New Mexicans take great pride in our Spanish and Native American heritage. The legendary mystique of the cowboy philosophy can easily be felt today. Here, the romantic images of riding horseback through a steep canyon, working cattle along a barbed wire fence, tumbleweeds quietly rolling in the wind, and crystal-clear blue skies are more than just theatrics. Indeed, New Mexico is the real-life backdrop for many of the best Western films of all time. Butch Cassidy and the Sundance Kid, John Wayne’s The Cowboys, Silverado, and Lonesome Dove are just a handful of Westerns that were filmed in New Mexico. But cowboy hats and boots are more than just a fashion statement; this is business attire in a state where land-based activities such as ranching, riding the range via horseback, hunting wild big game, fishing, and fur trapping are still a respected and revered way of life.
Cattle ranching continues to be one of New Mexico’s top producing industries and has been since long before statehood back to the days of Spanish colonial rule under Juan de Onate. Today, New Mexico is home to some of the largest, contiguously-deeded acreage ranches in the country. Many of the top 100 landowners in America have significant investments/holdings in New Mexico ranch real estate. The historic Bell Ranch in San Miguel County spans 290,100 acres, boasts 3,000 head of mother cows, is in its fourth generation of production, and continues to be managed as it was 100 years ago: by cowboys on horseback. And this is just one example of many; the TO, UU Bar, CS, Singleton, and Great Western are large working ranches that illustrate New Mexico’s value of conserving history and tradition through maintaining ranching as a livelihood.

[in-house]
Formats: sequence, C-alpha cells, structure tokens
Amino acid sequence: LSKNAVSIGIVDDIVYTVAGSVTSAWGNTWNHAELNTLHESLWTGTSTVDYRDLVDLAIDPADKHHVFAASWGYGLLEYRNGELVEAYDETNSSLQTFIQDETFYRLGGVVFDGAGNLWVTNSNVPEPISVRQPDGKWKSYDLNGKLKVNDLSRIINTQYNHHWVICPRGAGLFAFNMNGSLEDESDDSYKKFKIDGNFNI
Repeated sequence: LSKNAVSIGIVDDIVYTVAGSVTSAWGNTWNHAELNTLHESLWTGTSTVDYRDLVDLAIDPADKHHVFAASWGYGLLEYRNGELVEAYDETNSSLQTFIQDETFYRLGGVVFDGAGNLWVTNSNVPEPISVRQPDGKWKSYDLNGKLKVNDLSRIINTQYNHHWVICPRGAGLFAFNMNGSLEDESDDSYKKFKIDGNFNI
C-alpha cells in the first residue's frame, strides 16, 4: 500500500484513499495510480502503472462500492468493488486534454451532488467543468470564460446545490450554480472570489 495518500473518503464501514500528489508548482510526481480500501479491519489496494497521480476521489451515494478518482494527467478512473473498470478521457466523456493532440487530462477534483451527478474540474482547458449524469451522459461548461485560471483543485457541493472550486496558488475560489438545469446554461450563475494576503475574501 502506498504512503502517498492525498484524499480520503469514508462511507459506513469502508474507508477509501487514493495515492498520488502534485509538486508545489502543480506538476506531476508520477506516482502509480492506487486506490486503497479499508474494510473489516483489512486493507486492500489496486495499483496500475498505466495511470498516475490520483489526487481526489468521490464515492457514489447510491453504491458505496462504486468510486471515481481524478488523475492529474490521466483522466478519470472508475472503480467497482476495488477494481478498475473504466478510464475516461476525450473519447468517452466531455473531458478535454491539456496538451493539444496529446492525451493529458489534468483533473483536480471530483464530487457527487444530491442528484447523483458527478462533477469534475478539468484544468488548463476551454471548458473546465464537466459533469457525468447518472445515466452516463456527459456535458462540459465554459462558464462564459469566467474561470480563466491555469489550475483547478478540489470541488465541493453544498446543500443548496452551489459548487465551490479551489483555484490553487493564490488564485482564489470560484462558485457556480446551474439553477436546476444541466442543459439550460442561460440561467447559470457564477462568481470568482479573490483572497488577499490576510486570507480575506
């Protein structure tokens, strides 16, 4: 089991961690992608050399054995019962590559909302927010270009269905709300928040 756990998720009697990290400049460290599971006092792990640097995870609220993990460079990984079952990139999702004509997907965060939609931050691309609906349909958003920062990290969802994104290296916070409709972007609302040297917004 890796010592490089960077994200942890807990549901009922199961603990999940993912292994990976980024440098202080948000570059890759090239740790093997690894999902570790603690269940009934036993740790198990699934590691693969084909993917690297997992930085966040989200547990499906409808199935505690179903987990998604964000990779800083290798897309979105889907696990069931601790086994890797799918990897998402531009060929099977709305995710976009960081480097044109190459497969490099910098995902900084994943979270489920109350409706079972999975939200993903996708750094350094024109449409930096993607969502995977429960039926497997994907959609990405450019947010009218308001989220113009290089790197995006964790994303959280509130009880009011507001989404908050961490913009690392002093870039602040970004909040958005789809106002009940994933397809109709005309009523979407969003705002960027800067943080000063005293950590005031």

Like other Mountain States, New Mexico relies on annual snowpack to maintain surface water and replenish ground water reserves. However, like many desert climates, New Mexico also experiences an annual monsoon season from July–September which accounts for much of the state’s annual rainfall. With less than 10 inches of rain annually, livestock carrying capacities are lower than other states, but despite this, New Mexico is prime cattle country. This is because what we lack in soil moisture we make up for in the nutritional quality of the forage. New Mexico’s rangeland is primarily Blue Gramma, a grass which is drought tolerant and maintains up to 50 percent of its nutrients even when dormant.